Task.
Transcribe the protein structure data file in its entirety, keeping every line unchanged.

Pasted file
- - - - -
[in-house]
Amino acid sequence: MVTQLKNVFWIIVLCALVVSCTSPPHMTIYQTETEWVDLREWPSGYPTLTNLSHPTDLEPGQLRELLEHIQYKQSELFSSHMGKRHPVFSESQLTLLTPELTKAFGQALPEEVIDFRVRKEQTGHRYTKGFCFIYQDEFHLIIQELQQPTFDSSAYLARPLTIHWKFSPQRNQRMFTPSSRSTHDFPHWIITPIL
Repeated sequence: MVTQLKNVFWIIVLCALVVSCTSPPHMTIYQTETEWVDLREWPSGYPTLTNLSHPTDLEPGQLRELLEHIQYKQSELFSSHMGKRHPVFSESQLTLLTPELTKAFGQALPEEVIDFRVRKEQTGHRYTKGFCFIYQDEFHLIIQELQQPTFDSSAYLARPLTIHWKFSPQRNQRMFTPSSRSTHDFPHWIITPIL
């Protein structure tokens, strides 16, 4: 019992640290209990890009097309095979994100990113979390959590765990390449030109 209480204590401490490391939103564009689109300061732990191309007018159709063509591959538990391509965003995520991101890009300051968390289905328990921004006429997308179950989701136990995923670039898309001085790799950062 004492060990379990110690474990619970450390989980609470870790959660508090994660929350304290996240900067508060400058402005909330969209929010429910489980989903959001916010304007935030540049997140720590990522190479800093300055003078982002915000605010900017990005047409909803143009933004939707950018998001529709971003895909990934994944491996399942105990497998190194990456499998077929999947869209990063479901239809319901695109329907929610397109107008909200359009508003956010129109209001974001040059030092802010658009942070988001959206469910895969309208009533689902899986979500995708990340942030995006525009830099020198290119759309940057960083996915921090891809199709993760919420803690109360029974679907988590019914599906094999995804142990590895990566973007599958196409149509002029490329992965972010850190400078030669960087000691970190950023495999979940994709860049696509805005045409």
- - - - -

[in-house]
Amino acid sequence: MVTQLKNVFWIIVLCALVVSCTSPPHMTIYQTETEWVDLREWPSGYPTLTNLSHPTDLEPGQLRELLEHIQYKQSELFSSHMGKRHPVFSESQLTLLTPELTKAFGQALPEEVIDFRVRKEQTGHRYTKGFCFIYQDEFHLIIQELQQPTFDSSAYLARPLTIHWKFSPQRNQRMFTPSSRSTHDFPHWIITPIL
Repeated sequence: MVTQLKNVFWIIVLCALVVSCTSPPHMTIYQTETEWVDLREWPSGYPTLTNLSHPTDLEPGQLRELLEHIQYKQSELFSSHMGKRHPVFSESQLTLLTPELTKAFGQALPEEVIDFRVRKEQTGHRYTKGFCFIYQDEFHLIIQELQQPTFDSSAYLARPLTIHWKFSPQRNQRMFTPSSRSTHDFPHWIITPIL
């Protein structure tokens, strides 16, 4: 019992640290209990890009097309095979994100990113979390959590765990390449030109 209480204590401490490391939103564009689109300061732990191309007018159709063509591959538990391509965003995520991101890009300051968390289905328990921004006429997308179950989701136990995923670039898309001085790799950062 004492060990379990110690474990619970450390989980609470870790959660508090994660929350304290996240900067508060400058402005909330969209929010429910489980989903959001916010304007935030540049997140720590990522190479800093300055003078982002915000605010900017990005047409909803143009933004939707950018998001529709971003895909990934994944491996399942105990497998190194990456499998077929999947869209990063479901239809319901695109329907929610397109107008909200359009508003956010129109209001974001040059030092802010658009942070988001959206469910895969309208009533689902899986979500995708990340942030995006525009830099020198290119759309940057960083996915921090891809199709993760919420803690109360029974679907988590019914599906094999995804142990590895990566973007599958196409149509002029490329992965972010850190400078030669960087000691970190950023495999979940994709860049696509805005045409």